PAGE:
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Apr 2, 2010 08:36 AM

Non-Restaurant Foodie Gems?

What are the Chicagoland foodie gems that are NOT restaurants? The shops and markets that are your "go to" sources for anything food/chef related when you're hunting down that special, unique ingredient, kitchen tool, cookbook, or even the place that offers great cooking classes as part of their business.

Mrs. Webhund has a week-long conference in Chicago in mid-April and I'm tagging along. My plan is to spend the days when she's in session visiting food-related shops and markets. What I'm looking for specifically are places like The Spice House, House of Glunz, and the like. I understand there's a cooking oil shop that opened next door to the Spice House in Old Town, so that's a good example of the types of places I'm searching for.

I'll have a car available to me, so don't hesitate to recommend your favorite places regardless of where it's at. FWIW, I grew up in the NW suburbs, so am familiar with the area generally (but it's been many years!). I'll have plenty of time on my hands, so even willing to head north to Milwaukee or over to Madison for a great foodie day-trip.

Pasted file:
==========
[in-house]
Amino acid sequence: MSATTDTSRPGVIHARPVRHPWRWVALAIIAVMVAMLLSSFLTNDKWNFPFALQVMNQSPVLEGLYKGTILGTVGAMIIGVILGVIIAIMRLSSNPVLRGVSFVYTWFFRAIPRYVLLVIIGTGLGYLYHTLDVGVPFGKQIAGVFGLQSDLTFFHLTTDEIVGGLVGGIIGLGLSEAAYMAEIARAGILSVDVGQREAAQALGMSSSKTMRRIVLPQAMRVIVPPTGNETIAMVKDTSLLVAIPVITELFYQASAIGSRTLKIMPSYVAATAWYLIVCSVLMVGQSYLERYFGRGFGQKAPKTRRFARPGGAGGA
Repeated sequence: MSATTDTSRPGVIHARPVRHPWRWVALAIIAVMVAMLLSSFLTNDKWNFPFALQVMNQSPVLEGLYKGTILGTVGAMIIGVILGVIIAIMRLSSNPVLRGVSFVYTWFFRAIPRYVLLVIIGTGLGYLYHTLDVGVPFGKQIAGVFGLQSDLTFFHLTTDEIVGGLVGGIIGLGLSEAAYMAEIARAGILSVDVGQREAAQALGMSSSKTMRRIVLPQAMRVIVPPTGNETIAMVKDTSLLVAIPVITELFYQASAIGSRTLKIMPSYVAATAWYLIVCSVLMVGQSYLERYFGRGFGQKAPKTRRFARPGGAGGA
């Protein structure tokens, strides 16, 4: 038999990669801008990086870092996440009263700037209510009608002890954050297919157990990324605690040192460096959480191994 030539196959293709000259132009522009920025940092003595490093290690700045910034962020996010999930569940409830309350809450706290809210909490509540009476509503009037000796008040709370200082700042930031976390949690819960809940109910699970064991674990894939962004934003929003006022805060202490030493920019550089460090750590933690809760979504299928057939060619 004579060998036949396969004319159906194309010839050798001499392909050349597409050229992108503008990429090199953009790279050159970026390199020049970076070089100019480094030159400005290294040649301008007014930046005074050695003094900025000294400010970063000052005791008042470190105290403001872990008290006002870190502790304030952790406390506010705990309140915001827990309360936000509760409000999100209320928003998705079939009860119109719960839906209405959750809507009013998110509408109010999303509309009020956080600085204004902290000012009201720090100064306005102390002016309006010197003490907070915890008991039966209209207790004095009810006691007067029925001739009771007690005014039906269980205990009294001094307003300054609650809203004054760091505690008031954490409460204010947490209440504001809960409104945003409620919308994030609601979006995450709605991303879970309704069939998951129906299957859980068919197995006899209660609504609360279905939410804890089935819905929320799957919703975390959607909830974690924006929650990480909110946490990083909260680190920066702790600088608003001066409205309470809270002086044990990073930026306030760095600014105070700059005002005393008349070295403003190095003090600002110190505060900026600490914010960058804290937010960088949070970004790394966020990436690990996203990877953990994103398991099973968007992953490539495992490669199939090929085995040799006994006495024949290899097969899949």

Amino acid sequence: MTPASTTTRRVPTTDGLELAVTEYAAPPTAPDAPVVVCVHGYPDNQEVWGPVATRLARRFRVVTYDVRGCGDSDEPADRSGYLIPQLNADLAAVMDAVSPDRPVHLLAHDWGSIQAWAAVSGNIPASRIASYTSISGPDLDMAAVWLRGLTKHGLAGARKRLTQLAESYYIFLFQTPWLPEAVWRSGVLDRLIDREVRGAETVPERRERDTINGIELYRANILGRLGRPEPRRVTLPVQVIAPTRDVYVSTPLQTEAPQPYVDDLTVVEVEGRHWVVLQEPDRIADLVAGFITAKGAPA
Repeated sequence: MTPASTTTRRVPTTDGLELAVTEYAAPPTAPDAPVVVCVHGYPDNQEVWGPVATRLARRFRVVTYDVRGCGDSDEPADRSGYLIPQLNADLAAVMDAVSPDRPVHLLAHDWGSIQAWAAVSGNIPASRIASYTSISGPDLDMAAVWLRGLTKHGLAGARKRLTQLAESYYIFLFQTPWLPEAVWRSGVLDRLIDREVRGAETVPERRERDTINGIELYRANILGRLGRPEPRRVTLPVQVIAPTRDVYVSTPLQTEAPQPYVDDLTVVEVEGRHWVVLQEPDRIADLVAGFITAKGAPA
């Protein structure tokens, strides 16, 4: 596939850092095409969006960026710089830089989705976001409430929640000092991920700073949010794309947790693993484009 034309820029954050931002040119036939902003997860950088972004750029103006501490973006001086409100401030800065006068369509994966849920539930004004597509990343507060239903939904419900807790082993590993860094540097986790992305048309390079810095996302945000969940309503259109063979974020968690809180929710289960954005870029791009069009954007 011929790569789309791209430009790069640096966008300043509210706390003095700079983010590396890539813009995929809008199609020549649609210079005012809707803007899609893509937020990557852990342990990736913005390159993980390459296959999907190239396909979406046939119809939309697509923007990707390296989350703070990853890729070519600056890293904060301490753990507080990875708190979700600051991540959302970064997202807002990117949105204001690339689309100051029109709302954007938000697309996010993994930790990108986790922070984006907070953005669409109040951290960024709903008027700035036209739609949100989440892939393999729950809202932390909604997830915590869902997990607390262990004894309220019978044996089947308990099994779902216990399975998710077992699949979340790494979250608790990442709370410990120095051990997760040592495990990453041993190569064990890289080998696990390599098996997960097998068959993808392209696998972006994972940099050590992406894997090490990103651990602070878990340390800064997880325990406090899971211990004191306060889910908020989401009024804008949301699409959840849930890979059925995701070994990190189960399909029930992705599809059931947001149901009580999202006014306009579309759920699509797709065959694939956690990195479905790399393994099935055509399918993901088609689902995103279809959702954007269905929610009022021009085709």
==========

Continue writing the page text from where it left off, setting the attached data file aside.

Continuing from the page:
Help me fill up my lonely days!

House of Glunz
1206 N Wells St, Chicago, IL

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  1. Here are some quick ideas to research:

    Fox and Obel: Near downtown, and the best all around gourmet market.
    Devon Avenue: Just go and walk and check out the Indo-Pak stores.
    Mitsuwa: GIANT japanese market in Arlington Heights.
    Super H Mart: GIANT Korean market in Niles.
    Northwestern Cutlery: near downtown, where chefs for for knives, etc.
    It you're hear on a Sunday morning, Maxwell Street market is a must.

    Super H Mart
    801 Civic Center Dr, Niles, IL

    1. Head over to the French Market, looks like plenty of fun to be had there. It's on my list but I haven't made it yet.

      French Market Cafe
      1973 W 111th St, Chicago, IL 60643

      3 Replies
      1. re: bon oeuf

        I just made it over to the French Market for the first time last week. I would say it's definitely worth checking out. I had Banh Mi and macarons from Vanille Pastissere. I was disappointed with the Banh Mi, but I should have known that it wouldn't compare to Nhu Lan :) However, I'm eager to go back, as I spotted several different vendors I'd like to try. In particular, my friends who had Pastoral sandwiches said they were delicious, and I enjoyed the samples they were passing out at Chicago RAW. Plus, the macarons were absolutely delicious!

        1. re: kemmek

          I'm glad to hear about your visit to the market! Seriously need to make time to get there and be a kid in the candy store. Also, I agree with your friends, Pastoral sandwiches are delicious.
          You have sparked me, I'm going to schedule it. Thanks, kemmek!

          1. re: bon oeuf

            I think the Banh Mis at Saigon Sisters are terrific. I'm a huge fan of Nhu Lan, but you have to accept that Saigon Sisters is making a different and more complex kind of sandwhich. Try the one that's short rib in coconut milk or the meatball one. Sorry I can't remember the names. Saigon Sisters is taking the Banh Mi into new territory.